As’ad AbuKhalil is a Lebanese-American professor of political science at California State University, Stanislaus. He is the author of the “Historical Dictionary of Lebanon” (1998), “Bin Laden, Islam and America’s New War on Terrorism (2002), and “The Battle for Saudi Arabia” (2004). He tweets as @asadabukhalil

The views expressed are solely those of the author and may or may not reflect those of Consortium News.

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9 comments for “THE ANGRY ARAB: Iran’s Strategic Standstill

  1. paul
    May 14, 2020 at 19:45

    America needs to be treated for what it is, an utterly vile, implacable, predatory, hate filled regime with whom there can be no compromise, no negotiation, and no agreement.
    Any concession or moderation is merely taken as a sign of weakness, encouraging further aggression and terrorism.
    America has broken every agreement and treaty it has ever freely entered into, from the 300 plus treaties with the Red Indians onwards.
    It gave a solemn undertaking not to expand Nato “one inch” beyond Germany. How did that work out?
    The ABM Treaty, the INF Treaty, the JCPOA, are just a few obvious examples.
    Agreements that were made with Russia over Syria were broken in less than 24 hours.
    Any agreement with America isn’t worth the paper it’s printed on.
    Like any bully, the Exceptional And Indispensable Folk are whining, cowardly scum who howl like babies when they pick on a victim who actually fights back.
    The Chosen Folk who rule the roost in Washington no longer attack Lebanon, because they know if they do they will immediately pay a price.
    The only thing both understand is a good hard kick in the balls every time they step out of line.
    Any shitfuckery on the part of both needs to be met with an immediate, ferocious, disproportionate response.

    All the countries in the neocon cross hairs have been far too reticent in their response.
    They have been the victims of US terrorism, economic warfare, political subversion, propaganda vilification, and actual, genocidal aggression.
    Russia should have broken off diplomatic relations the day after its diplomatic premises and the homes of its diplomats were invaded.
    It should have countered sanctions by freezing all interest payments to western banks. On no account should it have supported US sanctions against Iraq, Iran, DPRK. It should have closed down the US supply route to Afghanistan and the joint space programme.
    It should have boycotted exports of titanium, rare earth, rocket engines and nuclear fuel. Satellite countries in the EU and Japan should have been made to pay a very high price – no imports of western cars, tobacco, alcohol, clothing, jewellery, watches, perfume, electrical goods. All these things can be made domestically or imported from friendly countries. Making it clear there can be no discussions on any subject whatsoever, the Arctic, global warming, anything, as long as the aggression continues.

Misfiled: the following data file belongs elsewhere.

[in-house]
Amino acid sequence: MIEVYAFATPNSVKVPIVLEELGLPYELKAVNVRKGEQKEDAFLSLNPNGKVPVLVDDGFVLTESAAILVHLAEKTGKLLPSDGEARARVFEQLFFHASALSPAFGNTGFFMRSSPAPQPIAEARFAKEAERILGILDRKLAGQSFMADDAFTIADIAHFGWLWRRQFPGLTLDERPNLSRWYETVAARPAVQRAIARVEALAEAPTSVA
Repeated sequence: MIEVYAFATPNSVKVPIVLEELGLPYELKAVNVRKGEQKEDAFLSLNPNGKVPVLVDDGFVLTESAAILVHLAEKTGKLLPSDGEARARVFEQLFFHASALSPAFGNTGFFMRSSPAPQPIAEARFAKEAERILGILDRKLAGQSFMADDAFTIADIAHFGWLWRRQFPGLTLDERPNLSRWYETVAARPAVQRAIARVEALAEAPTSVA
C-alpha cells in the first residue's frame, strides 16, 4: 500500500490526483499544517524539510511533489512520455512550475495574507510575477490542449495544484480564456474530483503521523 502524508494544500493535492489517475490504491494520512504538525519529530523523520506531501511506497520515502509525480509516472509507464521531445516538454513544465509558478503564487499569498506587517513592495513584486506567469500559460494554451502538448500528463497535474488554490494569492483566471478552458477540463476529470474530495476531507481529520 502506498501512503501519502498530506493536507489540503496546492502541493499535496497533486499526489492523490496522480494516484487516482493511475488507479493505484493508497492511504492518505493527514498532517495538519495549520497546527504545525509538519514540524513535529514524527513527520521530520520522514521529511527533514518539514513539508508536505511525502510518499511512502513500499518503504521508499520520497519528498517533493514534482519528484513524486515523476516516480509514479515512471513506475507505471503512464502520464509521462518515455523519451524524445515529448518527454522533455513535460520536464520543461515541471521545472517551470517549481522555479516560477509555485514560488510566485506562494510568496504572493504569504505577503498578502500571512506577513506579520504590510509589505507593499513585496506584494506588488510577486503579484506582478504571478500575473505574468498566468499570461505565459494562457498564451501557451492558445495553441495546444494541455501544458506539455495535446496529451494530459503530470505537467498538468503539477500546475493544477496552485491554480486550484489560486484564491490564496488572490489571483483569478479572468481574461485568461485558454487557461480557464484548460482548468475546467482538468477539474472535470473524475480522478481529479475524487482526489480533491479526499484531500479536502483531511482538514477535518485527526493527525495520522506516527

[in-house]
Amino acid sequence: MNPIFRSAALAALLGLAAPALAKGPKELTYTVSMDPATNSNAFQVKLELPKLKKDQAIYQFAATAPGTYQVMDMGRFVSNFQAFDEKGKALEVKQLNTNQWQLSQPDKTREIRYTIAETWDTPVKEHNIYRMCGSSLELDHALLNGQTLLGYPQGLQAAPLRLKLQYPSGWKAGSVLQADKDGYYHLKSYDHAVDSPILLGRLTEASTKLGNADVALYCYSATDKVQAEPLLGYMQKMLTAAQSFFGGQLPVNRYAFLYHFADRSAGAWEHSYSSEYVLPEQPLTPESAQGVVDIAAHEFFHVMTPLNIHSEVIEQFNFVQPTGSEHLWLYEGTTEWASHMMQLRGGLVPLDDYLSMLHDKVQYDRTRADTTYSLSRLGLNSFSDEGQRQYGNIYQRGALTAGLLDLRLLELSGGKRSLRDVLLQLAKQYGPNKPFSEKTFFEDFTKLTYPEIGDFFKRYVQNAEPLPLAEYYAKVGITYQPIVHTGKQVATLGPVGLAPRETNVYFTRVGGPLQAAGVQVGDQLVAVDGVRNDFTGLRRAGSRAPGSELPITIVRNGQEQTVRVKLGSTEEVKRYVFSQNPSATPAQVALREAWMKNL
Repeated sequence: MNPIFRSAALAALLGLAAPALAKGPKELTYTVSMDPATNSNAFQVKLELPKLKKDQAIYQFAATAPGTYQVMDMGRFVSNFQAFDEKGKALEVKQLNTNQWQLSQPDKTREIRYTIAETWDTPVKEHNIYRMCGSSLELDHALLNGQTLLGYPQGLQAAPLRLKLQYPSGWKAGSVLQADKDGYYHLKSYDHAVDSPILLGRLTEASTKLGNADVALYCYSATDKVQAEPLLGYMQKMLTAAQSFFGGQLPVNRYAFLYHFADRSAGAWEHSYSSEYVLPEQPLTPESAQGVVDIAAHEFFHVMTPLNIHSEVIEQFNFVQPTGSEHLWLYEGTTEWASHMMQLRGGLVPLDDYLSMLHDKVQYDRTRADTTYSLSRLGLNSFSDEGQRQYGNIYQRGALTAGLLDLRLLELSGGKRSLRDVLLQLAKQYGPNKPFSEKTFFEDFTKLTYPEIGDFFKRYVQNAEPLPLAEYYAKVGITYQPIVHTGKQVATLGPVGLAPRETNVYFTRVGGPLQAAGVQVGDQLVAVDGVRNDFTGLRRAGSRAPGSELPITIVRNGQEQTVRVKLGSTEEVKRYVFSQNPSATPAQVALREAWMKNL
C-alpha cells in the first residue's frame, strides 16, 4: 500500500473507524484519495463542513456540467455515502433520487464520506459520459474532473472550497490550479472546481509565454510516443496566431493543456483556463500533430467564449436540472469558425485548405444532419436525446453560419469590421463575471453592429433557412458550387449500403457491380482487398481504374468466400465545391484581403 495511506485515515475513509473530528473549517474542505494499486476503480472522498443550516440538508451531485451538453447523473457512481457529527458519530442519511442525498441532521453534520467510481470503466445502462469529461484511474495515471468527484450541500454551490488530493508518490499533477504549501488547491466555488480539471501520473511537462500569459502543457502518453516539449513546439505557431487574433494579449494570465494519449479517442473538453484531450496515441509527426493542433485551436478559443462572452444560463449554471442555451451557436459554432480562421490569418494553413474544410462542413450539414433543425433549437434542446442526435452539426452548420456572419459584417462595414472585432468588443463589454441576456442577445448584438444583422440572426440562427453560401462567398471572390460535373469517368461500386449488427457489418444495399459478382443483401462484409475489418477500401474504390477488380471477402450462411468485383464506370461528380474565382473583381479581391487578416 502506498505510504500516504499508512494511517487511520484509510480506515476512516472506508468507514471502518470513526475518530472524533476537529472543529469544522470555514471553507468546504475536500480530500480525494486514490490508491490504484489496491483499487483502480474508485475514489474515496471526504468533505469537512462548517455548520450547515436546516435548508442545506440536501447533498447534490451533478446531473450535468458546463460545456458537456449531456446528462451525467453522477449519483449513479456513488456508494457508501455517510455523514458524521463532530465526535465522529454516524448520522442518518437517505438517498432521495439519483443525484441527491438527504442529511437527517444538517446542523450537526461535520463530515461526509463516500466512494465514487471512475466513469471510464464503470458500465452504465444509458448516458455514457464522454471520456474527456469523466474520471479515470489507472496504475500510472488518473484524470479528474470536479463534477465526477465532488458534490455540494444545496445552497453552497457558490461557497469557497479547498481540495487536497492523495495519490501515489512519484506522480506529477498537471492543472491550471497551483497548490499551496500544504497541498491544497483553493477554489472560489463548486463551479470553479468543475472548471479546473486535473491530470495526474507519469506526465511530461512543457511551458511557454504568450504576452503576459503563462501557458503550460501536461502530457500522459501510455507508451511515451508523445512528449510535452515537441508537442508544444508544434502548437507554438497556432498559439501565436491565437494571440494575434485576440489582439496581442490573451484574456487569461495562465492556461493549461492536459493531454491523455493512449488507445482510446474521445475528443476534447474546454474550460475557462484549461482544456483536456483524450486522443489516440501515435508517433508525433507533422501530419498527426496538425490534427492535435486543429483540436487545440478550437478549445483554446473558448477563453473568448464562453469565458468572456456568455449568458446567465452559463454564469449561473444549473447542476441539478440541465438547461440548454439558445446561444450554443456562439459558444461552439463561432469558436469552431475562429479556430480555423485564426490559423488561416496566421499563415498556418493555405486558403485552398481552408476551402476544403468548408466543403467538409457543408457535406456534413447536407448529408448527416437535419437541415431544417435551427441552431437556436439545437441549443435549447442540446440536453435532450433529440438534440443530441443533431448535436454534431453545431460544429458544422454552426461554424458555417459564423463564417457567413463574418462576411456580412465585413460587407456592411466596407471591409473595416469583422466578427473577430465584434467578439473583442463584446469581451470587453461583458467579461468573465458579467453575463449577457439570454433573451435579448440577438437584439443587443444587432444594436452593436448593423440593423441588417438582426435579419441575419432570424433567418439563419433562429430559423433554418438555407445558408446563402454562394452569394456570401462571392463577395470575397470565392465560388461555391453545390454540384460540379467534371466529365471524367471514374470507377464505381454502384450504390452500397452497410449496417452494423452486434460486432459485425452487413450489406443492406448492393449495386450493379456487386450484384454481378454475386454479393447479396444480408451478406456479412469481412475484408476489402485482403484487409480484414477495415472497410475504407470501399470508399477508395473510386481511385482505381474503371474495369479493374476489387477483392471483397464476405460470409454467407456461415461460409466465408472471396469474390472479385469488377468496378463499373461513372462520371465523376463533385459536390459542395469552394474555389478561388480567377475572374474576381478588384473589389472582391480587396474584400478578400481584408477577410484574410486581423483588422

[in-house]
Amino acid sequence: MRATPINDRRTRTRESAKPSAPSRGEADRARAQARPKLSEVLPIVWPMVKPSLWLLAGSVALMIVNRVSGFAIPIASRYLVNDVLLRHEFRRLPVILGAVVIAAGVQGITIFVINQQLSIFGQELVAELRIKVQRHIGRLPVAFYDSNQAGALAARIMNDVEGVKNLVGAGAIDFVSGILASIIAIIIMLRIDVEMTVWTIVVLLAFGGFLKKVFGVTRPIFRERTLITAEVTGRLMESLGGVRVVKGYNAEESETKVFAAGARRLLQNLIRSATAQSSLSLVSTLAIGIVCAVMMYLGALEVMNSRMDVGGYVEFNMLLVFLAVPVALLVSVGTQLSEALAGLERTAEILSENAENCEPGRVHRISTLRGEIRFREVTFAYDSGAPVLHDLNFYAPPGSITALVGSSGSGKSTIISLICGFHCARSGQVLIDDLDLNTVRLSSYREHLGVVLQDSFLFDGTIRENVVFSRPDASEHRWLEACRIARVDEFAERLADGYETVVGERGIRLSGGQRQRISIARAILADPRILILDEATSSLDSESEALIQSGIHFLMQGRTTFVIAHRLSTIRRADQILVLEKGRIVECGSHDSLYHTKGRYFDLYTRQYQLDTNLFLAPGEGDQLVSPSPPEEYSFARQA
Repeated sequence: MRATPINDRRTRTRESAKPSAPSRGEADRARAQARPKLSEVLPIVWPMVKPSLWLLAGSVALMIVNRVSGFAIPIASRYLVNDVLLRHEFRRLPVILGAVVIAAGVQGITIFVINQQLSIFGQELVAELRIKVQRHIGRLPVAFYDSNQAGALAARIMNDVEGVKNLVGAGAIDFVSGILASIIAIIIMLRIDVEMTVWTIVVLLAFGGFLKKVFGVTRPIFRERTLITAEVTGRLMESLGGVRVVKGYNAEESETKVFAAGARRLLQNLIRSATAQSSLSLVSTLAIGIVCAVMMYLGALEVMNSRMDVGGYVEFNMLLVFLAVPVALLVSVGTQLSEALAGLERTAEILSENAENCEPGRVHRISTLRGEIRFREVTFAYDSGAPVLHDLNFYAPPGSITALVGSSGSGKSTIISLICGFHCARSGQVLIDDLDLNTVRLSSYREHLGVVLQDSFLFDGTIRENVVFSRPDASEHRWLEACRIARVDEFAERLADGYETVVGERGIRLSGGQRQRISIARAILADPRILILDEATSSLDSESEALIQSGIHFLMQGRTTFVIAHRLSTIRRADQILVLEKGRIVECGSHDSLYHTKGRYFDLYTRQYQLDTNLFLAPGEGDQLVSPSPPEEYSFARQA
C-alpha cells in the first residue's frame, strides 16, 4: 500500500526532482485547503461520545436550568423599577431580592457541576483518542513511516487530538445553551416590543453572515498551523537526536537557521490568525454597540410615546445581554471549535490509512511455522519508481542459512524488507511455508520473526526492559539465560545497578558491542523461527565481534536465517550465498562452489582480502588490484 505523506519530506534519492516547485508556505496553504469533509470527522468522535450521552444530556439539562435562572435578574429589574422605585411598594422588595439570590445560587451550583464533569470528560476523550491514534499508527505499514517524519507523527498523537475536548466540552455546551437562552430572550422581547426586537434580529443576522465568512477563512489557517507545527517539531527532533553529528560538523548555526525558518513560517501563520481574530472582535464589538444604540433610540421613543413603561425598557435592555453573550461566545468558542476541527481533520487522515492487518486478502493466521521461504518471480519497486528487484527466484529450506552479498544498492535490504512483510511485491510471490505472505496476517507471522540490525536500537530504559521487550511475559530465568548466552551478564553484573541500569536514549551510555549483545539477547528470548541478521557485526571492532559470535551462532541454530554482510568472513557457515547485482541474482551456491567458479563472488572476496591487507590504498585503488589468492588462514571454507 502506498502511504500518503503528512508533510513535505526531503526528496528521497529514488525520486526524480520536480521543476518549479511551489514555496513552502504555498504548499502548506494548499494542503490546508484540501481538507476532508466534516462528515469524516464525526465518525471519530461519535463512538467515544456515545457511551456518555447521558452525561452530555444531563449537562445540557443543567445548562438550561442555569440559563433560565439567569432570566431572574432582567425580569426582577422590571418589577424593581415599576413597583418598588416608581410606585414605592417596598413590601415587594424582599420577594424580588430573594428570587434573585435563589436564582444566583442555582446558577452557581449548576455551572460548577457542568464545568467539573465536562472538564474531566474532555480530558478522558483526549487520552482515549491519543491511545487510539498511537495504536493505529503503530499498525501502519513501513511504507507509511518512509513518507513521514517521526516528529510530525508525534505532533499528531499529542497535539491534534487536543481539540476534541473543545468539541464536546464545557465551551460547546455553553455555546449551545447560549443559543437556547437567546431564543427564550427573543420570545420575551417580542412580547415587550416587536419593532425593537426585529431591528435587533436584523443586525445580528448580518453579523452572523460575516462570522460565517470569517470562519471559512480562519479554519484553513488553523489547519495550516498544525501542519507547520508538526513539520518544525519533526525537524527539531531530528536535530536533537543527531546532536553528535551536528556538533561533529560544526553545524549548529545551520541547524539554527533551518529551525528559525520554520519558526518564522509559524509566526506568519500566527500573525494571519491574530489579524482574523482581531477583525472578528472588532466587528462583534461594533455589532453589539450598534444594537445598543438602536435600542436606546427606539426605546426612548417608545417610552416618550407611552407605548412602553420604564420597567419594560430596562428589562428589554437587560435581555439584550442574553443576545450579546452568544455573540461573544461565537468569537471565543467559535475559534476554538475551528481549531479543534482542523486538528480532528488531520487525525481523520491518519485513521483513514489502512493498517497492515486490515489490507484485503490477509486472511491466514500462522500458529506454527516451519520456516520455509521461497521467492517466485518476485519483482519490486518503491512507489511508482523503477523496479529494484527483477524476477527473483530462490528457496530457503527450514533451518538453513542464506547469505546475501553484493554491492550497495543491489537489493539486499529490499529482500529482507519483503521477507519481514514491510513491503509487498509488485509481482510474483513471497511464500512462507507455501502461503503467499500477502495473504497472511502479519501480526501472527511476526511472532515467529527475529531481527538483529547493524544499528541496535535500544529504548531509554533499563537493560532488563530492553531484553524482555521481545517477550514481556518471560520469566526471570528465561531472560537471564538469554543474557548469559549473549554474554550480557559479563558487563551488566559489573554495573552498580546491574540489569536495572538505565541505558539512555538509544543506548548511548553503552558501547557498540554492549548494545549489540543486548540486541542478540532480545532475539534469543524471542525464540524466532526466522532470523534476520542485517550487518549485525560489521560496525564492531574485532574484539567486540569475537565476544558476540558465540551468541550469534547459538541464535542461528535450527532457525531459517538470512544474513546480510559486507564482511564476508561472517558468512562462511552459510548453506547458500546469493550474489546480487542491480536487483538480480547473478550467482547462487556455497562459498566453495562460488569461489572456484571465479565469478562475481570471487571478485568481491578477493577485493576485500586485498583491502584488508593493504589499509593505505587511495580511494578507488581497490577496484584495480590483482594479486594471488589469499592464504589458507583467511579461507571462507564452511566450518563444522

Set up a completely separate financial structure with China – and make it available to any country targeted by the US. Treat Iran, Syria, DPRK, Venezuela as the first line of defence. Give them all the weapons they need to defend themselves.
    China can do the same and more. Make it clear that not one soya bean will be imported from America, not one dollar more will be spent on Treasury bonds. Impose a very high price from the outset and increase it every time the US and its satellites misbehave.
    Kick Uncle Sam hard in the balls, and keep on kicking until he finally cleans up his act and learns some manners.

    May 14, 2020 at 09:33

    I just do not agree with the author’s analysis

    “But the Rouhani-Zarif team erred on many fronts”

    How could anyone on earth have predicted something like Donald Trump?

    He took the entire world by surprise. A shocking, destructive surprise.

    His ignorance, his rudeness, his belligerence have already become infamous.

    Infamous too has been his willingness to sell American foreign policy in the Middle East to completely turn his back on the rule of law.

    His destructiveness is exactly comparable to being hit by a bolt of lighting.

    It has nothing to do with Iranian statesmen.

    Rouhani and Zarif are men of exceptional talent and grace.

    But there is no defense or preparation against being struck by lightening.

  3. Daniel
    May 13, 2020 at 18:58

    Has a country under US sanctions ever been allowed to exist in peace as a member of the international family of nations? I can’t think of one. We all know what happened to Iraq, and Libya was destroyed after sanctions were lifted despite Qaddafi complying with western demands.

    So it seems to me that sanctions imposed by DC are a slow motion death sentence, that sooner or later affected countries can expect to be destroyed.

    The only way to prevent this from happening is by standing up to US/NATO/IDF etc. aggressions. As the author states, any attempt to negotiate or bargain in good faith will be dismissed as a sign weakness.